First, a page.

“If you take care of everybody, at the end of the year, the money is there. You can’t work for money,” Haye said. “That’s how I always looked at it.”
A Janesville man who followed Janesville police officers with a camera, insults and profanities during summer 2018 was found guilty of disorderly conduct in Rock County Court on Monday.
But a jury decided Aaron M. Oleston, 39, of 3053 Palmer Drive No. 17, Janesville, was not guilty of obstructing an officer at the time of his arrest.
Oleston claimed he was exercising his free-speech rights, although that was not an issue during his trial Monday in Rock County Court.
Judge John Wood had ruled earlier that the case could not be dismissed on First Amendment grounds.
A state appeals court rejected Oleston’s appeal of that ruling.
Oleston also said he was challenging police because he was upset at how police treat homeless and mentally ill people, although he wasn’t allowed to say much about his thoughts on that subject when he testified in the one-day trial Monday.
Assistant District Attorney Jerry Urbik successfully objected to questions on those topics, saying they were not relevant.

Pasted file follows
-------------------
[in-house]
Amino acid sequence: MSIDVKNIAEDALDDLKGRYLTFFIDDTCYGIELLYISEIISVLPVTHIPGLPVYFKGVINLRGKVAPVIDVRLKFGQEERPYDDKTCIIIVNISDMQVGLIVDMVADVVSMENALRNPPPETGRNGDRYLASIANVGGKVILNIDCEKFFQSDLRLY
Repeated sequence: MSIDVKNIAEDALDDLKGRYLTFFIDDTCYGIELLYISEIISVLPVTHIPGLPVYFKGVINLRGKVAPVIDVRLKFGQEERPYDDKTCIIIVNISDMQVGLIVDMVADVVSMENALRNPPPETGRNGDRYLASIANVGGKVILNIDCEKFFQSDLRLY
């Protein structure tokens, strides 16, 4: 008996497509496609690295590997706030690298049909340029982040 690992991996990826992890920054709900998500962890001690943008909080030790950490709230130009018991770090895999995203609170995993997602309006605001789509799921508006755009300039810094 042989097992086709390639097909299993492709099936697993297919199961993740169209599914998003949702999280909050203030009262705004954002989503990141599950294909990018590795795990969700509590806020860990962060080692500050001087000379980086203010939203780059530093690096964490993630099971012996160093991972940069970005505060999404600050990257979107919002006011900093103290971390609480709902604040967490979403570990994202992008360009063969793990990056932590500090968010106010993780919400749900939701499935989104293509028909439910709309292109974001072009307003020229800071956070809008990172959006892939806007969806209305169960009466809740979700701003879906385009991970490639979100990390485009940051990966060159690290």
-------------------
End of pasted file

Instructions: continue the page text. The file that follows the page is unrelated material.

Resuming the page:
When asked why he used vulgar language, Oleston said police “harass” and “use” the homeless people who were hanging out in Fireman’s Park, adding, “That’s what terrorists do.”
Defense attorney Jim Fitzgerald said Oleston saw his daily bicycle rides to the police department with cameras as his civic duty.
Oleston regularly posted his videos with often vulgar commentary criticizing police on his YouTube channel, Nomad Transparency.
Oleston also was concerned about the use of tax dollars, which is one of the reasons he videotaped a City Hall renovation project and objected to a squad car being left running for a lengthy period, his lawyers said.
Oleston was charged with five counts of disorderly conduct and one count of obstructing an officer for incidents outside the Janesville Police Department on Aug. 13 and Aug. 15, 2018.